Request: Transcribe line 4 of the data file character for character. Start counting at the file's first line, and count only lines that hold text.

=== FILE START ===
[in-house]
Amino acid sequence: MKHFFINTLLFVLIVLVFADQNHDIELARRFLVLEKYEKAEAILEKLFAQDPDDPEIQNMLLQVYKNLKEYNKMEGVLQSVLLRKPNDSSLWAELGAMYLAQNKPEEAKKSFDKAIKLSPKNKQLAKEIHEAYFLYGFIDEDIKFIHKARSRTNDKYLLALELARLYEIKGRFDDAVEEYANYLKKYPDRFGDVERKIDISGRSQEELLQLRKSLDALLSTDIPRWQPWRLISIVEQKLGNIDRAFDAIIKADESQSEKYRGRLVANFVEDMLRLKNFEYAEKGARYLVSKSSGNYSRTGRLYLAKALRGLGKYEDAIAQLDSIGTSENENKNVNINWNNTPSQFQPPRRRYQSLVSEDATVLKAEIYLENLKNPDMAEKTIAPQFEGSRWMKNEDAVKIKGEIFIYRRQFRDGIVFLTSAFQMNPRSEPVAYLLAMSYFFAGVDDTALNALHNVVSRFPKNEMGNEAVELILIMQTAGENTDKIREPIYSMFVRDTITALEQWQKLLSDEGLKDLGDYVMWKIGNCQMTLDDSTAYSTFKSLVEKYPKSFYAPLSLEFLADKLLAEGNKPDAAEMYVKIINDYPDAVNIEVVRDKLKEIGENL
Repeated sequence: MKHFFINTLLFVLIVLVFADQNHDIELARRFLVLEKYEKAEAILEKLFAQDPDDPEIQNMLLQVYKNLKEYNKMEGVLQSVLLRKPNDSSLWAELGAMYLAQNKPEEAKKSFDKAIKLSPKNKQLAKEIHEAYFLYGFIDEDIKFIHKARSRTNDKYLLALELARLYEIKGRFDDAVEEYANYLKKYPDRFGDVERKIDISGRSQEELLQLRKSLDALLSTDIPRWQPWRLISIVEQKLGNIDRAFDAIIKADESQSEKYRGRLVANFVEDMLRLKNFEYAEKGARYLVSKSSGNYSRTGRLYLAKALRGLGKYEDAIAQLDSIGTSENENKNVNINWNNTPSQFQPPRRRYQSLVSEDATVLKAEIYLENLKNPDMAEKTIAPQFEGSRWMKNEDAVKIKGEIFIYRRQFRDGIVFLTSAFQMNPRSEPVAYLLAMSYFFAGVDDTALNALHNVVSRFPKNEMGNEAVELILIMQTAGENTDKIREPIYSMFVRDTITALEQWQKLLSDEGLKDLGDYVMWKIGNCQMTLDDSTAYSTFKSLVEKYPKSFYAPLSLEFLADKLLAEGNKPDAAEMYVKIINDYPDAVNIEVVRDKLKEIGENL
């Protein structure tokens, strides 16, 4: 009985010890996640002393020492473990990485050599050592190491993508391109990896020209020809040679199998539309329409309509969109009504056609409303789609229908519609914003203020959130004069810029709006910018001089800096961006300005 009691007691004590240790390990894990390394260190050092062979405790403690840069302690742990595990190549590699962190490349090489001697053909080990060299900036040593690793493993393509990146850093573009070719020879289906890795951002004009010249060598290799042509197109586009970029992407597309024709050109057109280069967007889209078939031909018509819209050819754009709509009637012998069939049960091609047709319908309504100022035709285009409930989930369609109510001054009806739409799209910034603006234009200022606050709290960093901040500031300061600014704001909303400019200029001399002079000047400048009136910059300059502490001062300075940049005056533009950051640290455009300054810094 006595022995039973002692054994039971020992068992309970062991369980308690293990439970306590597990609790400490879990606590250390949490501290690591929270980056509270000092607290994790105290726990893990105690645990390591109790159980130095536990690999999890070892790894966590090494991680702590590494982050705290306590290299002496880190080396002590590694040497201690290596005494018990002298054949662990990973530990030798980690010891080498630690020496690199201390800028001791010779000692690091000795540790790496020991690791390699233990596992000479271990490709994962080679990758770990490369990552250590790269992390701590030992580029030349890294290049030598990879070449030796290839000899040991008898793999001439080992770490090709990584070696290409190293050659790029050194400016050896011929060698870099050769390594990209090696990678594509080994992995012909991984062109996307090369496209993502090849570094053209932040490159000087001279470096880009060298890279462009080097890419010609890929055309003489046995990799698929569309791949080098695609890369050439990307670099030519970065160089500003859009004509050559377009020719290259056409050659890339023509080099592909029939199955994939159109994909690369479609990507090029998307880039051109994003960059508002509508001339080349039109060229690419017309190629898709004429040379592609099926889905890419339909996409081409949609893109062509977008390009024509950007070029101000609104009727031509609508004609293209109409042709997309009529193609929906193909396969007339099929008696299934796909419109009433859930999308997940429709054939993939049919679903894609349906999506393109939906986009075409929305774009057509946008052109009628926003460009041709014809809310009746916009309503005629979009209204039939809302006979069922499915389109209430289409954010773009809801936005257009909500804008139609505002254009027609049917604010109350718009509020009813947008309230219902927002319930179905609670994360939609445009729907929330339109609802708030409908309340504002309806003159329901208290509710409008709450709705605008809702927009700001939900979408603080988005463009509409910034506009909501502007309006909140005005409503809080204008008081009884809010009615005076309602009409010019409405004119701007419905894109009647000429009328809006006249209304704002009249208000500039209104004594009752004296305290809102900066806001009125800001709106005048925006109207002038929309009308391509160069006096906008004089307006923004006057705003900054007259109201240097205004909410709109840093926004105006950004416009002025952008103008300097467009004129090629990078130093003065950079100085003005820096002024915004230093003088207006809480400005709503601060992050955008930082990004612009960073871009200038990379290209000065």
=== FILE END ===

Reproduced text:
């Protein structure tokens, strides 16, 4: 009985010890996640002393020492473990990485050599050592190491993508391109990896020209020809040679199998539309329409309509969109009504056609409303789609229908519609914003203020959130004069810029709006910018001089800096961006300005 009691007691004590240790390990894990390394260190050092062979405790403690840069302690742990595990190549590699962190490349090489001697053909080990060299900036040593690793493993393509990146850093573009070719020879289906890795951002004009010249060598290799042509197109586009970029992407597309024709050109057109280069967007889209078939031909018509819209050819754009709509009637012998069939049960091609047709319908309504100022035709285009409930989930369609109510001054009806739409799209910034603006234009200022606050709290960093901040500031300061600014704001909303400019200029001399002079000047400048009136910059300059502490001062300075940049005056533009950051640290455009300054810094 006595022995039973002692054994039971020992068992309970062991369980308690293990439970306590597990609790400490879990606590250390949490501290690591929270980056509270000092607290994790105290726990893990105690645990390591109790159980130095536990690999999890070892790894966590090494991680702590590494982050705290306590290299002496880190080396002590590694040497201690290596005494018990002298054949662990990973530990030798980690010891080498630690020496690199201390800028001791010779000692690091000795540790790496020991690791390699233990596992000479271990490709994962080679990758770990490369990552250590790269992390701590030992580029030349890294290049030598990879070449030796290839000899040991008898793999001439080992770490090709990584070696290409190293050659790029050194400016050896011929060698870099050769390594990209090696990678594509080994992995012909991984062109996307090369496209993502090849570094053209932040490159000087001279470096880009060298890279462009080097890419010609890929055309003489046995990799698929569309791949080098695609890369050439990307670099030519970065160089500003859009004509050559377009020719290259056409050659890339023509080099592909029939199955994939159109994909690369479609990507090029998307880039051109994003960059508002509508001339080349039109060229690419017309190629898709004429040379592609099926889905890419339909996409081409949609893109062509977008390009024509950007070029101000609104009727031509609508004609293209109409042709997309009529193609929906193909396969007339099929008696299934796909419109009433859930999308997940429709054939993939049919679903894609349906999506393109939906986009075409929305774009057509946008052109009628926003460009041709014809809310009746916009309503005629979009209204039939809302006979069922499915389109209430289409954010773009809801936005257009909500804008139609505002254009027609049917604010109350718009509020009813947008309230219902927002319930179905609670994360939609445009729907929330339109609802708030409908309340504002309806003159329901208290509710409008709450709705605008809702927009700001939900979408603080988005463009509409910034506009909501502007309006909140005005409503809080204008008081009884809010009615005076309602009409010019409405004119701007419905894109009647000429009328809006006249209304704002009249208000500039209104004594009752004296305290809102900066806001009125800001709106005048925006109207002038929309009308391509160069006096906008004089307006923004006057705003900054007259109201240097205004909410709109840093926004105006950004416009002025952008103008300097467009004129090629990078130093003065950079100085003005820096002024915004230093003088207006809480400005709503601060992050955008930082990004612009960073871009200038990379290209000065």